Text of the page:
As of last year, there are human beings of U.S. drinking age who have never existed in a world without Harry Potter. My six-year-old nephew hasn’t even lived in a world where all the Harry Potter movies have been released. J.K. Rowling’s Wizarding World is part of the pop-culture furniture, a newish with only a couple of small stains sitting next to the faceted Star Wars table lamps and the overstuffed Lord of the Rings sectional.
It’s only fitting that Harry Potter board games continue to pile up on the rec room closet. With friends and family, I recently tried a couple of new family offerings from Pressman: Harry Potter Magical Beasts and the Harry Potter Tri-Wizard Maze Game.
Magical Beasts, recommended for ages eight and up, is the more novel of the two. Your favorite Gryffindors (Harry, Hermione, Ron, and a somber-looking Ginny) are on the hunt for a mysterious beast, prowling the Hogwarts castle and grounds. They don’t have Newt Scamander to help them, but they do have key cards that help them discern when their clues add up to an actual magical beast.
As you roll a die and move your piece across the board collecting clues, you’re always at risk of the unique three-panel board flipping from interior to exterior or vice versa. If you’re not positioned on a portal that will transport you safely from one milieu to another, you get nailed and have to surrender a clue to a competitor.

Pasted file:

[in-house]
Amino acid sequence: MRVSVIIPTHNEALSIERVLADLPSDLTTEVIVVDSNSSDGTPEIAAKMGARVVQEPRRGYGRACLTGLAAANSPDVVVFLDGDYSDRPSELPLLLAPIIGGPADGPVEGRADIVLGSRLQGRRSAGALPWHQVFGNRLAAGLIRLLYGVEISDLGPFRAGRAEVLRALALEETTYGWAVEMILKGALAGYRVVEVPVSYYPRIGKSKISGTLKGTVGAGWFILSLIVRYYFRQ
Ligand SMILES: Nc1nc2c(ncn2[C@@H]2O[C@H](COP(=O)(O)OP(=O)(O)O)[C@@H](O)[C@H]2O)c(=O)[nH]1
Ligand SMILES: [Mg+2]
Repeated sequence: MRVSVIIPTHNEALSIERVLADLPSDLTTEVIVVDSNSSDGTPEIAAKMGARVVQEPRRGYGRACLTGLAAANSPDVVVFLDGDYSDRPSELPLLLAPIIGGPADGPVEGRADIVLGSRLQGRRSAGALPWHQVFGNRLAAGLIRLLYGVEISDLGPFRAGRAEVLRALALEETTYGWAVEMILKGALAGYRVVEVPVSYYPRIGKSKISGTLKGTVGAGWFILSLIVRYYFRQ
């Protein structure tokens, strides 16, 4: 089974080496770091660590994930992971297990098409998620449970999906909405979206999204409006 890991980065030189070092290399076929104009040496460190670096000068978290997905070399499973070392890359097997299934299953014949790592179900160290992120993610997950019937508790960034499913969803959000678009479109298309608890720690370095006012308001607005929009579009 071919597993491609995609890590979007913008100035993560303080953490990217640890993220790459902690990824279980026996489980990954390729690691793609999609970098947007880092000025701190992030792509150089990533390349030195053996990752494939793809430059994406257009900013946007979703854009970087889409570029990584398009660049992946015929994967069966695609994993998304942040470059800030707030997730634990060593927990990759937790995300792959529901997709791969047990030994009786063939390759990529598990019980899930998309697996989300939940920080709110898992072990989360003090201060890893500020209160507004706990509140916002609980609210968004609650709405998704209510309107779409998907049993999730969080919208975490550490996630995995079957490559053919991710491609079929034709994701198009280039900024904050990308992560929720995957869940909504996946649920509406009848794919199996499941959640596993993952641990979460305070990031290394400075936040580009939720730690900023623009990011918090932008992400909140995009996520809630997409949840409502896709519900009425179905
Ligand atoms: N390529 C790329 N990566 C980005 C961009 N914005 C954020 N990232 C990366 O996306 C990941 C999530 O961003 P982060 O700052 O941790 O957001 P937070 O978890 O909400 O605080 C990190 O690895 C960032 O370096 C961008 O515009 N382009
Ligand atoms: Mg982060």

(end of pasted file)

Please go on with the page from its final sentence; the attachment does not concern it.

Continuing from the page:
I thought the design was clever, and I appreciated that it’s kind of like Clue but without pencils (only clues you actually have in hand count towards a solution, so there’s no need to keep notes). The two adults I played it with, though, were more than ready to be done playing after a single session. As serious Potter fans, they were disappointed that the board’s various locations (house common rooms and the like) functioned largely as window dressing. Save this one for the kids.
That’s what I did with Tri-Wizard Maze, which is basically Trouble with a twist. The twist is a deck of cards that each player draws when they land on designated spaces; each card references an aspect of the tournament from Harry Potter and the Goblet of Fire, imposing consequences alternately positive or negative. (“Blind a dragon with the conjunctivitis curse: move forward two spaces.”)
I played with the aforementioned nephew and my nine-year-old niece, both of whom were excited by the Wizarding World references they caught. All three of us found the game fast-paced and engaging…I’m going to go ahead and say, way better than regular old Trouble. “That was really fun,” said my nephew after he prevailed as Harry Potter in our first game.
Despite being edged out by me, as Fleur Delacour, my niece agreed after our second game. “That’s a good game.” There you have it, muggles.